The June 2021 Friends of Crofton and Sparrow Woods newsletter has been published - 6 pages of interesting news about this lovely area. Join the Group to receive your free copy.  

Use the Contact Us link, or fill in the membership form in the Form link and send it to us at friendscroftonandsparrowwoods@gmail.com


This is the time of year to keep your eyes open for speckled wood butterflies.They love Crofton & Sparrow Woods as sun dappled woodland glades are their favorite haunt. Don't look for them on flowers - they prefer honey-dew produced by aphids. They bask in sun spots with their wings half open.


Vetch in bloom

It is vetch time of year again. Bush vetch (with a purple flower) and common vetch are doing well thanks to the warmth and rain. We hope that letting the grass grow in part of the Recreation Ground will see vetch return to that area too.


Beautiful bluebell carpet

It is bluebell time of year at last. Bluebells are scattered all over the woods, but they are at their most beautiful in the south side of the woods, where they carpet the ground with a haze of blue. 


Friends Group members and Duke of Edinburgh scheme volunteer tackling waste dumped in Crofton Woods

Three sessions of rubbish removal from the woods secured a mass of fly tipping - unwanted items consciously taken into the woods to dump. It is a real shame that the beautiful and scientifically important woods are despoiled in this manner. Well done to all the hard work of the Friends Group members and our Duke of Edinburgh scheme volunteer for sparing the time to make a difference, and to idverde for their support.


Crofton buzzard sighting

Good to see raptors are doing so well - although I am not sure that the very cross nesting crows agree.


A delightful flower or spring

Here are a couple of plants of cuckoo flower flowering on a Kyd Brook tributary stream bank, so named because of the time of year that it flowers is when cuckoos were heard. It has been a few years since cuckoos were heard in Crofton Woods.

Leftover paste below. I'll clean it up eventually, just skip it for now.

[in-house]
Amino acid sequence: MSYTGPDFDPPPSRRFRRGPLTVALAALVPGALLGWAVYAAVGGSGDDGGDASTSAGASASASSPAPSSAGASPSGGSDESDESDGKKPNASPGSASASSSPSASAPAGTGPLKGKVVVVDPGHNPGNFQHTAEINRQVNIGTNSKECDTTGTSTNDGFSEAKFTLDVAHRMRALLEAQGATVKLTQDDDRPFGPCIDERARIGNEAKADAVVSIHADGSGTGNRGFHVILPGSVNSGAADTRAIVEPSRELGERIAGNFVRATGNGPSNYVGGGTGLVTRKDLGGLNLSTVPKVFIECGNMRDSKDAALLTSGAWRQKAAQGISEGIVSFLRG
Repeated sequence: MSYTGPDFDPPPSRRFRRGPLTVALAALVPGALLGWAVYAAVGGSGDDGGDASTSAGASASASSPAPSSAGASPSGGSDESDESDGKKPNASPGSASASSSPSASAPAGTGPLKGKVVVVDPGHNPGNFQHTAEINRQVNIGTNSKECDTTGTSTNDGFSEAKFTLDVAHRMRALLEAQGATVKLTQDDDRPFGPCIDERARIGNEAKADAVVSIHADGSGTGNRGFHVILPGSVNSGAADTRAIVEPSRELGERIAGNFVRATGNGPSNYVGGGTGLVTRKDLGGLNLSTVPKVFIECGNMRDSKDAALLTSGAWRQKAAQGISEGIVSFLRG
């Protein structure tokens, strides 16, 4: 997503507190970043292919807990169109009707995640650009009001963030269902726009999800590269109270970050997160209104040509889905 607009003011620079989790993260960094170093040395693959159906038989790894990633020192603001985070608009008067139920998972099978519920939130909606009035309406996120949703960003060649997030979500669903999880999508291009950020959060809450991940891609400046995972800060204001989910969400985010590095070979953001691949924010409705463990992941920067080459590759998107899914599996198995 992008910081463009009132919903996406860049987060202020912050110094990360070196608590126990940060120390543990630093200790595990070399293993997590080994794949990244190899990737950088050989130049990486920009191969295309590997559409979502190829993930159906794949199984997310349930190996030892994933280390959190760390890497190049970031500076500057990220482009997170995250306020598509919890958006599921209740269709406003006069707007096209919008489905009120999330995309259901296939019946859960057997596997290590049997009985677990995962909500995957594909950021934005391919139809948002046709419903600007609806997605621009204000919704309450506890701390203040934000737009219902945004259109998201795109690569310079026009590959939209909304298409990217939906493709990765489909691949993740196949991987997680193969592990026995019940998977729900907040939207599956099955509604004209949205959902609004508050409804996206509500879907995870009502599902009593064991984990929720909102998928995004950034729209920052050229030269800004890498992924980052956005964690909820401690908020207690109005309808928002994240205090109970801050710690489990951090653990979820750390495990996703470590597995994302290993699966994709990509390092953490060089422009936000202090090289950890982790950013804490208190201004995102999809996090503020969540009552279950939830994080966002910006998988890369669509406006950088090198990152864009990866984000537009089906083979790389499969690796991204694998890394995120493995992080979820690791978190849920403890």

The Friends of Crofton and Sparrow Woods turned out in force today for a socially distanced battle to cut back encroaching brambles and restore the only small area of natural meadow that is left. 

Don't worry, we have left plenty of brambles for blackberrying later in the year.

What was depressing was the amount of rubbish that has been brought into the area and dumped, so we had these filled bags to take away to the dump. 


The butterflies of Crofton and Sparrow Wood

Members of the Friends of Crofton and Sparrow Woods walk the same two circuits of the woods every week, and record the butterflies seen. Today is was Brimstones, Peacocks and Small Tortoiseshells. What butterflies have you seen in the woods?


We have had no recent recorded sightings of siskins in Crofton Woods, so it is great news that they have been seen in 2021 - here are a male and female popping out of Sparrow Wood into an adjoining garden for a spot of lunch.


Seen yesterday, on first sight this might have you reaching for a doggy bag, but it is actually daldinia concentrica known by several common names, including King Alfred's cake, cramp balls, and coal fungus.


A small flock of redpolls were sighted by Group members Ann Russell and Peter Smart. They were recorded as breeding in Crofton Woods in 1974 - maybe we will get confirmation that they are breeding in 2021. Spring is just around the corner.

With thanks to Geoff Coad of RSPB Bromley Local Group for his photograph.